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Episode 65: Ocean Plastic Solutions from Cities, Brands & Waste Collectors

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In our latest episode of NothingWasted!we chat with Susan Ruffo, executive director of The Circulate Initiative, which aims to incubate, measure, and amplify inclusive solutions that stop plastic waste from flowing into the ocean. 

It provides entrepreneurs, policymakers, and investors with the knowledge and skills they need to incentivize, create, support and operate waste-reducing circular economies.

We spoke with Susan about the circular economy, the effects of COVID-19 on the plastics problem, innovation abroad, and more!

Here’s a glimpse into what we discussed:

Waste360: Can you talk about the Urban Ocean program and how your group is working with cities to improve their waste management practices?

Ruffo: Urban Ocean is a new program that The Circulate Initiative, Ocean Conservancy, and the Global Resilient Cities Network has just launched with five cities primarily in South- and Southeast Asia but also in Latin America. Our goal is to get all of our partners working together on the issue of ocean plastics but also on related issues touching on waste management, circularity, public health, and other sustainability and economic issues. Our theory is that none of us can do any of these things alone, but we can advance all of our priorities if we’re working together.

Waste360: How key are cities in addressing the marine plastic waste problem?

Ruffo: To me they’re absolutely key. I take inspiration from the leadership cities have shown on the climate issue. If you look at cities around the world and see what they are doing on reducing emissions, changing transportation, changing buildings, and really leading the discussion on what can be done on climate… I think cities can do the same on ocean plastics. They have a lot of the authority to do what needs to be done in thinking about waste management and recycling; they also have direct access to their citizens and can do public awareness campaigns and education; and they can pass regulations and incentives that really can help move things forward. So I think they’re an absolutely key actor that hasn’t been engaged as much as they should be on the ocean plastic issue—so we’re trying to change that.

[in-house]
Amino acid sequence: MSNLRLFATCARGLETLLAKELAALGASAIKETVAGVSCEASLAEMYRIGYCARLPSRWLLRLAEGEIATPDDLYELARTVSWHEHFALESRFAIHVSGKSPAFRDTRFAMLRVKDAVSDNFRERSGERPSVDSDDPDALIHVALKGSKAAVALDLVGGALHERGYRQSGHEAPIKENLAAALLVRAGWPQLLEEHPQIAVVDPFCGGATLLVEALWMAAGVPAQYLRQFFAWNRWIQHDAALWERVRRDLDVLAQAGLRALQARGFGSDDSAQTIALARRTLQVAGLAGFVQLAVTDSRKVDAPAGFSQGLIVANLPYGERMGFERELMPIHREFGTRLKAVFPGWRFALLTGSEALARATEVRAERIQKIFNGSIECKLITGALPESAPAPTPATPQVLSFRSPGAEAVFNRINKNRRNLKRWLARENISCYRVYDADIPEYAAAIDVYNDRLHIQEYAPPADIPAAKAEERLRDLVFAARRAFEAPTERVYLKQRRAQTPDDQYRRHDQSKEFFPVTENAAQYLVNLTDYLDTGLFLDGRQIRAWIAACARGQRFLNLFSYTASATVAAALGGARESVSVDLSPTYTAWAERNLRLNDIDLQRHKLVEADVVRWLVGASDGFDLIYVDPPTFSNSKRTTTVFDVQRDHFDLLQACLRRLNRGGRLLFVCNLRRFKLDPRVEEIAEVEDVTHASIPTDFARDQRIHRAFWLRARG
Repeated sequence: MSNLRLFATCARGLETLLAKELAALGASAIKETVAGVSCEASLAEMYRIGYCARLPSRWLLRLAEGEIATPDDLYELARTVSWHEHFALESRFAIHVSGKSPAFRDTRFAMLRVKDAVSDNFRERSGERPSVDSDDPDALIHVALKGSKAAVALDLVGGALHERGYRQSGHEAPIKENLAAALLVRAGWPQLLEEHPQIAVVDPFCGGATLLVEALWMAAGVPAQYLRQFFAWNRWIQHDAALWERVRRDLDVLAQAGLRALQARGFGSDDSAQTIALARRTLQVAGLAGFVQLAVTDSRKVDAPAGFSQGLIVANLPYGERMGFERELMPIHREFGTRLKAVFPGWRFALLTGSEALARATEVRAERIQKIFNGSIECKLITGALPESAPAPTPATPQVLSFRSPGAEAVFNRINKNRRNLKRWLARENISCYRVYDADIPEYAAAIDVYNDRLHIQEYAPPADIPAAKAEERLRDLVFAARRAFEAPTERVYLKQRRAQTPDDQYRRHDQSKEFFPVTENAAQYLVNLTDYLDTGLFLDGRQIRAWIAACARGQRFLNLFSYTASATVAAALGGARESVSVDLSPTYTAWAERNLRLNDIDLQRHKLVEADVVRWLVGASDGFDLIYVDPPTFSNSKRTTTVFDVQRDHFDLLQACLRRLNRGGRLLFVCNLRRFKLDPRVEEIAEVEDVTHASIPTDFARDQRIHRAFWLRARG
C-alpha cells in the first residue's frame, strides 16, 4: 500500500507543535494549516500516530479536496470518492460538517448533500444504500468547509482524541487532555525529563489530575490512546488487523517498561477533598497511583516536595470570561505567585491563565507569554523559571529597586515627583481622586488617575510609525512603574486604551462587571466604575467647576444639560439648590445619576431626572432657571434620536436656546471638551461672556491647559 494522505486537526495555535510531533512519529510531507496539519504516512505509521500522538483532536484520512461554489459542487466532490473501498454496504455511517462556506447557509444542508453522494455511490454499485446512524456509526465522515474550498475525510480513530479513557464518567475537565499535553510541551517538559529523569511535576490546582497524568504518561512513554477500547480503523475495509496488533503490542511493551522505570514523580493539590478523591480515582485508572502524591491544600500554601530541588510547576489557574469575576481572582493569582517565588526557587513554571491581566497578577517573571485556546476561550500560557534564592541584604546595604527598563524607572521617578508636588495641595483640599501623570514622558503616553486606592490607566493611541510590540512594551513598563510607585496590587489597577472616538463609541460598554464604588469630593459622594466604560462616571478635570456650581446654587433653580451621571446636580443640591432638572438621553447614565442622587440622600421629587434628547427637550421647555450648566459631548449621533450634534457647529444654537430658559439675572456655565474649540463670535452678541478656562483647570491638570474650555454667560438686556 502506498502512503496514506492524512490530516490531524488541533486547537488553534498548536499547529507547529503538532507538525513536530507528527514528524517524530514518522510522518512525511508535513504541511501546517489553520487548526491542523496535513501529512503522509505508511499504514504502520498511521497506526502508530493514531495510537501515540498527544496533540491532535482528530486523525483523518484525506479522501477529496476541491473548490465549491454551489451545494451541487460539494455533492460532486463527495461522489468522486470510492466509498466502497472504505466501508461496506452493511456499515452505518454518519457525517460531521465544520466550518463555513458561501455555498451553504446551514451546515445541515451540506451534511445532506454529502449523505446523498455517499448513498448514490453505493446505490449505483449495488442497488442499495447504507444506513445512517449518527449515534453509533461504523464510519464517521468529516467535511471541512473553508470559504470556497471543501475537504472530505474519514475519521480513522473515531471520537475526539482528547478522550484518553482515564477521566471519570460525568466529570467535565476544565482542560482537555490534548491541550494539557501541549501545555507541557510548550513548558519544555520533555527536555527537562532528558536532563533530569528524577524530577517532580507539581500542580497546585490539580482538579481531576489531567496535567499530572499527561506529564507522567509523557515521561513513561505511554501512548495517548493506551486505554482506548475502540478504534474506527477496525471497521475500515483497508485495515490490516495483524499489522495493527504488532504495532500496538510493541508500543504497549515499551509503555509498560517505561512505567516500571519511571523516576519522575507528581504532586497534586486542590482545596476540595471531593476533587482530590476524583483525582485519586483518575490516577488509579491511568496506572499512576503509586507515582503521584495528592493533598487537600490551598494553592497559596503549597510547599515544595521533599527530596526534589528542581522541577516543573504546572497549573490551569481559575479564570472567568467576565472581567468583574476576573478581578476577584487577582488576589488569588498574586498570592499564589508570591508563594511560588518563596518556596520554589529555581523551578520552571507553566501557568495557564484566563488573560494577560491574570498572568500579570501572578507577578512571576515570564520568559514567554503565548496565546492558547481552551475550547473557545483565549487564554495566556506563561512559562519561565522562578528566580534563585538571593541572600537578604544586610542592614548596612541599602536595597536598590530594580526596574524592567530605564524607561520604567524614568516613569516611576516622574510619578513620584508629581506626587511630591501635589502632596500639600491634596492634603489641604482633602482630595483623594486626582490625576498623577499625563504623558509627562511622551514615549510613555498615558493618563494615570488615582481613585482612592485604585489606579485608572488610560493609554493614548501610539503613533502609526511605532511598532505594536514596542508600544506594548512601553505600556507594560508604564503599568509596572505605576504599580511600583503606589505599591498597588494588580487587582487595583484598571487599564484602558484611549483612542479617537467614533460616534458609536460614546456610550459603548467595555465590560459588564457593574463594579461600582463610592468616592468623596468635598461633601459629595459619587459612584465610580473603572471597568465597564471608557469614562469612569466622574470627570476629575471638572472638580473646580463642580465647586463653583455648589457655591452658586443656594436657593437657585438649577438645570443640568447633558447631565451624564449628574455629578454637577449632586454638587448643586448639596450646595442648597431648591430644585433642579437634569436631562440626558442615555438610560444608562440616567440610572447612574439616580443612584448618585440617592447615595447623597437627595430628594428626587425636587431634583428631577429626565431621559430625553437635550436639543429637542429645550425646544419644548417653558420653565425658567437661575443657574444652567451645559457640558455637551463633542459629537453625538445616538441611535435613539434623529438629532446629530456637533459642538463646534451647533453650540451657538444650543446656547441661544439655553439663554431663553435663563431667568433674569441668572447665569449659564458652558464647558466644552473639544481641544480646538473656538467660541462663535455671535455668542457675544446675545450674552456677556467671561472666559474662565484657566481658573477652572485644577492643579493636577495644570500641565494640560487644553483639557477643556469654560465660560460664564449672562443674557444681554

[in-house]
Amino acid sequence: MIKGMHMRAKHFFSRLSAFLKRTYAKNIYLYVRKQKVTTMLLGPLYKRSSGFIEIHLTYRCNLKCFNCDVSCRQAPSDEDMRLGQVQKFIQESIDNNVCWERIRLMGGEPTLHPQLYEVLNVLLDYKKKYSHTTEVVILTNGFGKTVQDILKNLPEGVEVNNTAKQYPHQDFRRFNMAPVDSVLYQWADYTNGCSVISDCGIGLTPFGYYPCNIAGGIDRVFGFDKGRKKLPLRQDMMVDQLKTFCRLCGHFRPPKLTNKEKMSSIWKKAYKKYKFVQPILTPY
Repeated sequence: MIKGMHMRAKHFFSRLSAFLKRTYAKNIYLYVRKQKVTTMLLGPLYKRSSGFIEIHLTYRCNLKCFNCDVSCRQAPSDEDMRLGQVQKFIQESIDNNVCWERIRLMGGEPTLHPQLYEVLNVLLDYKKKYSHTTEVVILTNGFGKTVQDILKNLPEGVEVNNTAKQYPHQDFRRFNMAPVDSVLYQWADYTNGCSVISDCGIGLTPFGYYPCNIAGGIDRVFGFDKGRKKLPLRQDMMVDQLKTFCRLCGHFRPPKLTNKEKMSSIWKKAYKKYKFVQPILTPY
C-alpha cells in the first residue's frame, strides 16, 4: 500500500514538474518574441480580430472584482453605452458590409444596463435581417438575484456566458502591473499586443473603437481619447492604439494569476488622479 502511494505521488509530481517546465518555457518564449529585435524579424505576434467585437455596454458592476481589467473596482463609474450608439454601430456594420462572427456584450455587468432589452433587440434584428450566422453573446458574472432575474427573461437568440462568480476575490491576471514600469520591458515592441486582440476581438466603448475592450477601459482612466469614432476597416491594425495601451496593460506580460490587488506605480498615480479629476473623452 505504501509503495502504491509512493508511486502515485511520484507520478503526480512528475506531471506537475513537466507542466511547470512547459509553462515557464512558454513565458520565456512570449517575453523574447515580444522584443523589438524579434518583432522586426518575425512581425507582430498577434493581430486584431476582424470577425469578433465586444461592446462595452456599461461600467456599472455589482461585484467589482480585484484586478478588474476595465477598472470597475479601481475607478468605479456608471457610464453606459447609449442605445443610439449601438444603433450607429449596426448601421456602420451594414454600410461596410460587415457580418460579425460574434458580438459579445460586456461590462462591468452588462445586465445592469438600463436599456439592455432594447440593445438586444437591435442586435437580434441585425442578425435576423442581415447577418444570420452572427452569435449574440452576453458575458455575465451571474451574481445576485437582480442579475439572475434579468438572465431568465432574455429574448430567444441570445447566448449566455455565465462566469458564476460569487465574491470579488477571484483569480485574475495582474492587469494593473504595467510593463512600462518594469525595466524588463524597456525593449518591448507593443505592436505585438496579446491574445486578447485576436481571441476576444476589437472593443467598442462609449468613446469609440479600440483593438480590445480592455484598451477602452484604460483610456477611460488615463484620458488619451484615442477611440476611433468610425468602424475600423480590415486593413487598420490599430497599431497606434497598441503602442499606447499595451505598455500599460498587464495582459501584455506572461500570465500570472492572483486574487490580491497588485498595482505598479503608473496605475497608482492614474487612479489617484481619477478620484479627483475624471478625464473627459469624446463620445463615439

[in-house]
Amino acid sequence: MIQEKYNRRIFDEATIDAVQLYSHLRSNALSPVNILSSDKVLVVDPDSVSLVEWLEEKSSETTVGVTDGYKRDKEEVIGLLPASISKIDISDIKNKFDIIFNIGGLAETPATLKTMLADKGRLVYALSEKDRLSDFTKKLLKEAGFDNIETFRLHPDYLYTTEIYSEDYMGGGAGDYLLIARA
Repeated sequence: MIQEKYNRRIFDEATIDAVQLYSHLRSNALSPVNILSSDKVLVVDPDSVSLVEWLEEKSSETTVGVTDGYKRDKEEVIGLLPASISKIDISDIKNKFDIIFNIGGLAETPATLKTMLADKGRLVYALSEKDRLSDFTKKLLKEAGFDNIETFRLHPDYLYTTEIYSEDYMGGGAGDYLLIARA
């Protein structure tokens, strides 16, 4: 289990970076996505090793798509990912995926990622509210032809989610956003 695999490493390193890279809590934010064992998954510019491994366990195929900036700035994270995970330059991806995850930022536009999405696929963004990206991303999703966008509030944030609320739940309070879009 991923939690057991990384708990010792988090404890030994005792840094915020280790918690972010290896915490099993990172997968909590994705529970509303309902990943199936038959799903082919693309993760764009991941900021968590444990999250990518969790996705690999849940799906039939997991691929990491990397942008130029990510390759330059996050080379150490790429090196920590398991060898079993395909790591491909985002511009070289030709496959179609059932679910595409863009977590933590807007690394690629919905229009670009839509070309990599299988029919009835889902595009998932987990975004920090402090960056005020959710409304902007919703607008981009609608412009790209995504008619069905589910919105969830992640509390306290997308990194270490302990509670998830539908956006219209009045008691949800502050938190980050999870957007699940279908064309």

Waste360: You have said that part of the problem is that ocean waste is not a priority concern for developing nations. How do we make it more of a priority for these governments?

Ruffo: It’s just a hard issue to put at the top of the agenda when these governments are dealing with things like poverty, feeding people, public health. But the key is that it’s not a standalone issue. Ocean plastic is not just about the ocean—and as soon as we start thinking of it in that way, it becomes much more interesting to city governments. I wouldn’t expect any mayor to tell me that his or her top priority was keeping plastic out of the ocean. But I’d be really surprised if a mayor said they weren’t interested in public sanitation, picking up trash, the jobs they could create, safety and dignified work. So when you start thinking of it as a broader issue, it comes much higher up on a priority list. 

Waste360: Can you give us an overview of your panel at the recent Virtual Ocean Dialogues hosted by the World Economic Forum and Friends of Ocean Action?

Ruffo: We had a great panel bringing together representatives from around the world and across sectors. For me the most interesting thing was how the panelists talked about how they can start working with each other. For instance, there was a whole discussion about how city policies could recognize workers in the informal sector and help them be more efficient while also improving their livelihood.

#NothingWastedPodcast

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